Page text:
Car Accidents are the leading cause of death for teens across the nation. These young drivers are most likely to exceed speed limits, to take their eyes off of the road and to text message behind the wheel.
The truth of the matter is that texting while driving is a problem nationwide. According to NBC2, there are millions of accidents that happen every year that involve texting drivers. Still, texting while driving, or even talking on a cell phone while driving, is not illegal for any driver in the State of Florida. As a matter of fact, we are one of the only states left that has yet to enact these kinds of laws. To help to teach young drivers about the risks of text messaging while driving, a national push for the ban made a pit stop in Fort Myers. It’s AT&T’s campaign “Texting and Driving…It Can Wait” and it stopped by Fort Myers High School to spread the word.
Our Fort Myers car accident attorneys understand that a driver takes their eyes off of the road for an average of 5 seconds for each time they read/send a text message. If you’re flying down the road at 55 miles per hour, then you can travel the entire length of a football field without ever seeing the road. When this dangerous driving habit is coupled with a young driver’s inexperience behind the wheel — fatal accidents happen!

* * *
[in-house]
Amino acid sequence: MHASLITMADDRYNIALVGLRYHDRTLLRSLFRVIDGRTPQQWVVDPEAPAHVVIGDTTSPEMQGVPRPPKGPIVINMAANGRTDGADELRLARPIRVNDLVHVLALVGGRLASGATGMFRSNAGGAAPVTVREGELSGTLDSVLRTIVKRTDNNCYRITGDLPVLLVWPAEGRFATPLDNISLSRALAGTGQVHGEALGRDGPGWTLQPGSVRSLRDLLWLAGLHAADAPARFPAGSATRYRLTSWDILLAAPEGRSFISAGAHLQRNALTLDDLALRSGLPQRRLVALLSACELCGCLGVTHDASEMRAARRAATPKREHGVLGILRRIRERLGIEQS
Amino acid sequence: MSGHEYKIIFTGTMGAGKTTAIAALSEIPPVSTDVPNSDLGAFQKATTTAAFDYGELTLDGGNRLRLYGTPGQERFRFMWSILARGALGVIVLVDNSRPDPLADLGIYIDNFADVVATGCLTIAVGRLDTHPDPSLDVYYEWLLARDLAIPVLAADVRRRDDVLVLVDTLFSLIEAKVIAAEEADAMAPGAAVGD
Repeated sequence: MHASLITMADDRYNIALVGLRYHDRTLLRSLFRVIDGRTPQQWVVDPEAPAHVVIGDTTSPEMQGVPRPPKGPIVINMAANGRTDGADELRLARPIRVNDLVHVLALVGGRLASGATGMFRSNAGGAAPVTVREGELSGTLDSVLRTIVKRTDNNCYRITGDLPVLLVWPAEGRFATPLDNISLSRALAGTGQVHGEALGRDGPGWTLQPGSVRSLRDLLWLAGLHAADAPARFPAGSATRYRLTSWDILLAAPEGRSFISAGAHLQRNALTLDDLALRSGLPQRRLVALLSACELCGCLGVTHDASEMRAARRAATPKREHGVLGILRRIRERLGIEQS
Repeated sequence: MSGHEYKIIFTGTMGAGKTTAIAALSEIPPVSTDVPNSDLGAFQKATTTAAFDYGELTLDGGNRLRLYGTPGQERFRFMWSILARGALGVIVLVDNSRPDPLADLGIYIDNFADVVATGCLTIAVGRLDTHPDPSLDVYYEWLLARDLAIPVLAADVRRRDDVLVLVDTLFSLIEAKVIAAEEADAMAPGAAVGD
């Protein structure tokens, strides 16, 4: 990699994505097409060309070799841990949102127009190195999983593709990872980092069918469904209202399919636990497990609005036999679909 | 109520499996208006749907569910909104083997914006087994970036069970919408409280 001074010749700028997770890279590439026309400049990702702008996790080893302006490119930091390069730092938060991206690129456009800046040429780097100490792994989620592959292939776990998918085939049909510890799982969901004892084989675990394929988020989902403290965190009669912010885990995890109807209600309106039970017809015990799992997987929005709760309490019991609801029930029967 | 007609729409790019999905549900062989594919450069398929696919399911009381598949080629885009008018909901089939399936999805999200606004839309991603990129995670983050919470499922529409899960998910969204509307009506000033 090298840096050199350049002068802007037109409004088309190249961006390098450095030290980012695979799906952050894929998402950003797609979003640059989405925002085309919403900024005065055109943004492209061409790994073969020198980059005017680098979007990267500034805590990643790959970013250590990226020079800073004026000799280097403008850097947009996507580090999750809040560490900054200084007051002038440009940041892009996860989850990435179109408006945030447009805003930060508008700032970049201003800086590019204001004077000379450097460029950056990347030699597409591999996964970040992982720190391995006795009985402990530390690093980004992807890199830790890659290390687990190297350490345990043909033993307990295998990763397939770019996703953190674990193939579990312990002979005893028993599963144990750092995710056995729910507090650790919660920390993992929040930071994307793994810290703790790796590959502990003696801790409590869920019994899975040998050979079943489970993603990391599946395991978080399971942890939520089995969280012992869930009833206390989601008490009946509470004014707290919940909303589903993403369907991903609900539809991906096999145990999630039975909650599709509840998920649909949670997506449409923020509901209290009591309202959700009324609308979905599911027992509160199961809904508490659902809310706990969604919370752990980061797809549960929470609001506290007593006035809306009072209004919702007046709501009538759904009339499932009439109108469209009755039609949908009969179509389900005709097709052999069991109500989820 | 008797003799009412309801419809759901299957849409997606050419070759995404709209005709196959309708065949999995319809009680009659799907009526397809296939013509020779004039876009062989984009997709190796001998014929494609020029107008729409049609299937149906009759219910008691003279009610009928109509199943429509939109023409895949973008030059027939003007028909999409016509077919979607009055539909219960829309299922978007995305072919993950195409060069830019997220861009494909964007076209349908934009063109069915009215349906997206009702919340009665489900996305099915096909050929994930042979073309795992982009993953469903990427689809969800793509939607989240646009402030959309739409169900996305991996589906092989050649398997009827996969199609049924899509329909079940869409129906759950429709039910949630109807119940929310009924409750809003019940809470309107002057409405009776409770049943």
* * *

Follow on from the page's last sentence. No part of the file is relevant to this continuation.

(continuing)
In addition to officials with AT&T, local law enforcement officers joined in the effort. Fort Myers High School is one of more than 10 schools that the campaign has visited so far.
“It’s important to try and build habits while they’re still fresh and say, permitted, as opposed to getting them when they’re hardened seasoned drivers,” said Deputy T.C. Tyus with the Lee County Sheriff’s Office (LCSO).
According to enforcement officers with the Sheriff’s Office, drivers can be written citations for careless driving if they’re involved in an accident and are determined to have been texting while the accident happened.
Just last spring, lawmakers in the state of Florida tried to push a ban on text messaging and driving. Unfortunately, the proposal never made it through the house transportation committee.
According to CBS News, more than half of senior students in high school say that they text message and e-mail behind the wheel.
The National Youth Risk Behavior Survey concluded that close to 60 percent of these students that that they’ve done it in the last month. More than 40 percent of junior students are saying the same thing.
According to government statistics, teens send and receive about 100 text messages each and every day. Many of these are sent in the car, too.
What’s most alarming is that teens understand that this driving behavior isn’t safe, but they continue to do it.
Call Associates and Bruce L. Scheiner, Attorneys for the Injured, if you have been involved in a car accident. Call today for a free and confidential consultation to discuss your rights. 1-800-283-2900.
More Blog Entries:
Parents Shaping Teen Driver Habits through Example, Florida Injury Lawyer Blog, October 9, 2012
Traffic Safety Awareness in Southwest Florida Critical as Season Begins, Florida Injury Lawyer Blog, October 1, 2012